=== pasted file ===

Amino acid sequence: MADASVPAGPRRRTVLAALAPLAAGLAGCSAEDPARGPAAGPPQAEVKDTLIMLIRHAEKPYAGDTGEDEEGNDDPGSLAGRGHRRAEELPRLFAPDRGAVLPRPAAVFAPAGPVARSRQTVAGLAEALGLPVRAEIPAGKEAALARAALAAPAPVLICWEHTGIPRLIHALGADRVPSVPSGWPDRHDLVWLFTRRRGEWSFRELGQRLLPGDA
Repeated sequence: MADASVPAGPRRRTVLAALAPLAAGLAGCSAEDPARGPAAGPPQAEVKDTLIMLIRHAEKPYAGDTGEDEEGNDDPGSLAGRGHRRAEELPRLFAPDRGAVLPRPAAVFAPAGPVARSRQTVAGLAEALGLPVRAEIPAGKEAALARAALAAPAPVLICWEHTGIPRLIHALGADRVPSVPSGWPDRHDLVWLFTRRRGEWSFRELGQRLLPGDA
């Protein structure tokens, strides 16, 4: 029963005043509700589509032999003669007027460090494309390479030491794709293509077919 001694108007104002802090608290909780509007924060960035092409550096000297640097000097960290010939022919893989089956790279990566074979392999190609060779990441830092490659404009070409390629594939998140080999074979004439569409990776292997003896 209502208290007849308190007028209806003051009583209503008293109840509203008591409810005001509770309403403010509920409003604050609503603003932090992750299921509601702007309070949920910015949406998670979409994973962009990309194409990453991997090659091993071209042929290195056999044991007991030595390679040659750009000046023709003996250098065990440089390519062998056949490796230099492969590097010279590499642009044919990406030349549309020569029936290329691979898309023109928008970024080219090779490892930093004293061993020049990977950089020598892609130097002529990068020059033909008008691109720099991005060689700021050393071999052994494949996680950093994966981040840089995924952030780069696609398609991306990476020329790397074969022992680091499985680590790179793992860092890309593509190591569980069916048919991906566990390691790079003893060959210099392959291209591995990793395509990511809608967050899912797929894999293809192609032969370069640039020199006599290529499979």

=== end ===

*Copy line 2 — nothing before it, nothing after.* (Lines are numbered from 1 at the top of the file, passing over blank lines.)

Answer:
Repeated sequence: MADASVPAGPRRRTVLAALAPLAAGLAGCSAEDPARGPAAGPPQAEVKDTLIMLIRHAEKPYAGDTGEDEEGNDDPGSLAGRGHRRAEELPRLFAPDRGAVLPRPAAVFAPAGPVARSRQTVAGLAEALGLPVRAEIPAGKEAALARAALAAPAPVLICWEHTGIPRLIHALGADRVPSVPSGWPDRHDLVWLFTRRRGEWSFRELGQRLLPGDA